Visitor: Is it a sin if a mantra is mispronounced due to ignorance or physical defect?
Swamiji: Some people become fanatics and think only their mantra works, and only if pronounced correctly. A devotee in Tamil Nadu used to recite Namah Chivaya (instead of Namah Sivaya) with such faith that he was able to walk on water while reciting Nama Chivaya. One day a grammarian taught the devotee to pronounce the mantra correctly as Namah Sivaya. But with the correct pronunciation, the devotee could no longer walk on water. He fell into the water because he was concentrating on the pronunciation of the mantra and had lost faith in his Guru who gave the mantra.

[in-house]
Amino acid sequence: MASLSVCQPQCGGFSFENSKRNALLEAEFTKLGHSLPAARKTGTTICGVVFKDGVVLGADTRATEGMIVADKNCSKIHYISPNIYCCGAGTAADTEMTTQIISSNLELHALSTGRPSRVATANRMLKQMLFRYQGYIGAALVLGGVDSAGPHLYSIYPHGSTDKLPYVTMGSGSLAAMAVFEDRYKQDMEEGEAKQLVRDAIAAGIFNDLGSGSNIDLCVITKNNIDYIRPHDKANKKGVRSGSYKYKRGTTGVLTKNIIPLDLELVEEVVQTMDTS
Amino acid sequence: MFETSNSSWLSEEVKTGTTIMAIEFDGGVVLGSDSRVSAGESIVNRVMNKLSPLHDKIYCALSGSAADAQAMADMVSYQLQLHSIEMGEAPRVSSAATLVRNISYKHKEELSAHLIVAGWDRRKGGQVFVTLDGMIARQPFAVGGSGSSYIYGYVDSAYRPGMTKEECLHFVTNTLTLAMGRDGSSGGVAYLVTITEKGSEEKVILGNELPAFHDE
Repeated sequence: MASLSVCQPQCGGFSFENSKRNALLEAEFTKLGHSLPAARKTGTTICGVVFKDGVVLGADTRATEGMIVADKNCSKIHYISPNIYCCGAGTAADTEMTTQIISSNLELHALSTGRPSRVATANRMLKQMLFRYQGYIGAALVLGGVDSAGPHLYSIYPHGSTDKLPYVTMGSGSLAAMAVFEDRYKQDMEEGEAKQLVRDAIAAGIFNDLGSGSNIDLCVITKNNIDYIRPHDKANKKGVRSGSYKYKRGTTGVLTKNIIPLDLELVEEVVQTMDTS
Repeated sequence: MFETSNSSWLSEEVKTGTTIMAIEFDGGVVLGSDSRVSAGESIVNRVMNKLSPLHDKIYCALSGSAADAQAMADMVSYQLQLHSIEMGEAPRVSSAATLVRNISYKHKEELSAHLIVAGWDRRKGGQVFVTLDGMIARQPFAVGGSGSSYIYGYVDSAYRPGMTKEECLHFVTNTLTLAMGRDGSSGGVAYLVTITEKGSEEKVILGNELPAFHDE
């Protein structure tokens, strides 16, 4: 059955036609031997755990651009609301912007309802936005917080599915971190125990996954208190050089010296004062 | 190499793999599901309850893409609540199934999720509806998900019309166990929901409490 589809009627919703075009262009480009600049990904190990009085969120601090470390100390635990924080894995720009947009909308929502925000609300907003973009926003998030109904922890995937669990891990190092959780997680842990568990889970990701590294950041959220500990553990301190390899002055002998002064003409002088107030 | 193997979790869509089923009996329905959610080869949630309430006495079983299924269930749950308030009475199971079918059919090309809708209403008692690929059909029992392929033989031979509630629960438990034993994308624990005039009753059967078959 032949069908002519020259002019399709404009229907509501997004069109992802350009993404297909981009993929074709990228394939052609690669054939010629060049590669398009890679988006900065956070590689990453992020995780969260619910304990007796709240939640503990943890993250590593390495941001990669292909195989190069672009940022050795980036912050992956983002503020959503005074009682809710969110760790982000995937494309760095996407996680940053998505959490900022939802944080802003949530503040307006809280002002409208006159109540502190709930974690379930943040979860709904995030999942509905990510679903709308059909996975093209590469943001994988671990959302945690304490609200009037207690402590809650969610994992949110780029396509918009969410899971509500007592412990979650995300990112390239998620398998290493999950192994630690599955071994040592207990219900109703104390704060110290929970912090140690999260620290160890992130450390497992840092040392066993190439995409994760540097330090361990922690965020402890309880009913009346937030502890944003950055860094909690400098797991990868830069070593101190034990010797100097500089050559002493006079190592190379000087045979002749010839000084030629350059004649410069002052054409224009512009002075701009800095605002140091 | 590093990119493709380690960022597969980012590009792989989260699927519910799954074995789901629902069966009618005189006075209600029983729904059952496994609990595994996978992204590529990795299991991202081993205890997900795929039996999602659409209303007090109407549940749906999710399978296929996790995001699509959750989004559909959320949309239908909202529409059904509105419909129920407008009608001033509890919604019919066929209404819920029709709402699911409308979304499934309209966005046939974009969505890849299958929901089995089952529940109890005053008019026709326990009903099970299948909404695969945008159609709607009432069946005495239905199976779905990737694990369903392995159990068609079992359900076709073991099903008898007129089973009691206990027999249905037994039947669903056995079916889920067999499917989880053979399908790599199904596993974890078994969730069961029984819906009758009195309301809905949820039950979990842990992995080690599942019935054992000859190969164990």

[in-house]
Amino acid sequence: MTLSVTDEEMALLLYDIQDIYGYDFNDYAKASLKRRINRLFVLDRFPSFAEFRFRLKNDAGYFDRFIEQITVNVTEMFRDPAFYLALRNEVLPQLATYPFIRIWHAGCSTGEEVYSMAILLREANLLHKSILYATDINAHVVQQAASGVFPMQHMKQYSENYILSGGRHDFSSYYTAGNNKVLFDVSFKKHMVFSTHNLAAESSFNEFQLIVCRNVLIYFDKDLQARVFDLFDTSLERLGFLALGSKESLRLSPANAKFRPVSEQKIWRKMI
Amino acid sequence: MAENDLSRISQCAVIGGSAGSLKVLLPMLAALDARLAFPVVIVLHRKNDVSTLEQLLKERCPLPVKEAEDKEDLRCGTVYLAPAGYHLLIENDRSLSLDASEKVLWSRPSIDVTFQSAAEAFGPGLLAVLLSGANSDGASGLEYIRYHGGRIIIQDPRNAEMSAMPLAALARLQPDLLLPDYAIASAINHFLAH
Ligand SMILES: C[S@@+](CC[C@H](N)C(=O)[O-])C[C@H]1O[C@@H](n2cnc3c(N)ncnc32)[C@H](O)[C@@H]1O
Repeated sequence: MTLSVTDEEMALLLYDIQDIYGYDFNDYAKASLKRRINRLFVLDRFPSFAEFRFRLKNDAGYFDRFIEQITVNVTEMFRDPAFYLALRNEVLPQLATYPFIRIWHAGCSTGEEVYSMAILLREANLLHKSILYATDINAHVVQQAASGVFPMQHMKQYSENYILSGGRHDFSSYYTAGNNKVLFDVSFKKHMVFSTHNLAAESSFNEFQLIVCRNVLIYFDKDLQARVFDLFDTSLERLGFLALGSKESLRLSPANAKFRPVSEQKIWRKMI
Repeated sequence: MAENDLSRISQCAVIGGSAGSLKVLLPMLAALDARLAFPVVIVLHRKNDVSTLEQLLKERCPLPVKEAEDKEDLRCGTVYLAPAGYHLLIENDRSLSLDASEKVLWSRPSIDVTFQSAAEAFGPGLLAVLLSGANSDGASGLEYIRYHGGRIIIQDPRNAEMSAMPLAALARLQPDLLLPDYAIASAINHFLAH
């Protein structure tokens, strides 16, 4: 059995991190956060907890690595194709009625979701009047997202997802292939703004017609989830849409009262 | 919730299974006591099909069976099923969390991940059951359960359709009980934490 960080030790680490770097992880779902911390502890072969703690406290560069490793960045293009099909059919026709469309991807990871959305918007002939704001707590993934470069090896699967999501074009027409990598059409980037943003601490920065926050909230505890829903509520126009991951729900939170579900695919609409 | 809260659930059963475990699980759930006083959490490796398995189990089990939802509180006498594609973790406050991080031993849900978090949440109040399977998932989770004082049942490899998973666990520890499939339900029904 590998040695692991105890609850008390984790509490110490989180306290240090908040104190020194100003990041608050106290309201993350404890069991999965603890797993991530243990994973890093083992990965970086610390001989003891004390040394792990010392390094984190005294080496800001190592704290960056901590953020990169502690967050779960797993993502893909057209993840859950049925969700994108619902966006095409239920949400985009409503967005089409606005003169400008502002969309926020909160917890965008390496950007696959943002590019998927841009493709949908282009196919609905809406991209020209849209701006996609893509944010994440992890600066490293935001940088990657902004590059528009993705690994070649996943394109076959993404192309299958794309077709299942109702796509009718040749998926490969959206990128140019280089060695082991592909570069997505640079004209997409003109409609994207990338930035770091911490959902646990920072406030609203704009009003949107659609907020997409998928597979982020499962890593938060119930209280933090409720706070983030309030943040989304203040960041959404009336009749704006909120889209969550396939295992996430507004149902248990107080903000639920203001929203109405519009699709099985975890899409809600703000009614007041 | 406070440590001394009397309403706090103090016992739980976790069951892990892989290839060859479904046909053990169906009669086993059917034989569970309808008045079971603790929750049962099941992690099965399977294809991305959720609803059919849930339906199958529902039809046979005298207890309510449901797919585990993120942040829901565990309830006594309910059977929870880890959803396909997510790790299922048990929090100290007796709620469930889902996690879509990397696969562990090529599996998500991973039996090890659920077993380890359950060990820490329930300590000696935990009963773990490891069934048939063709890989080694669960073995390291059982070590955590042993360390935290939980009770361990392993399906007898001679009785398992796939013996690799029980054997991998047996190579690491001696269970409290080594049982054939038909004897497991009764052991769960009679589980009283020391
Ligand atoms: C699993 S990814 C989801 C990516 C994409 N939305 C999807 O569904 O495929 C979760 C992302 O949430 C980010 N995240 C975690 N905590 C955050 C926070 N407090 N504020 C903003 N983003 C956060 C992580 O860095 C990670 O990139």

There was a sweeper woman who approached her employer, a proud Namboodiri Brahmin of Kerala, for a mantra she could recite. He was angry that she should ask for a mantra, as she was of a low caste. But she persisted. The Namboodiri yelled at her contemptuously “Go and recite Tapala Curry”, meaning frog curry. The woman took it in good faith and went on repeating the phrase with such devotion that she became enlightened. People asked her who her Guru was, and when she told them they went and praised his disciple’s saintliness and how good a Guru he must be. But the Namboodiri had forgotten all about the low caste woman. Now he remembered the incident and felt sorry for himself; for he was still in samsara while she had become enlightened with the ‘frog curry’ mantra! All these parables emphasise the importance of the attitude or bhava in mantra japa. The attitude is much more important than the mere sound of the word.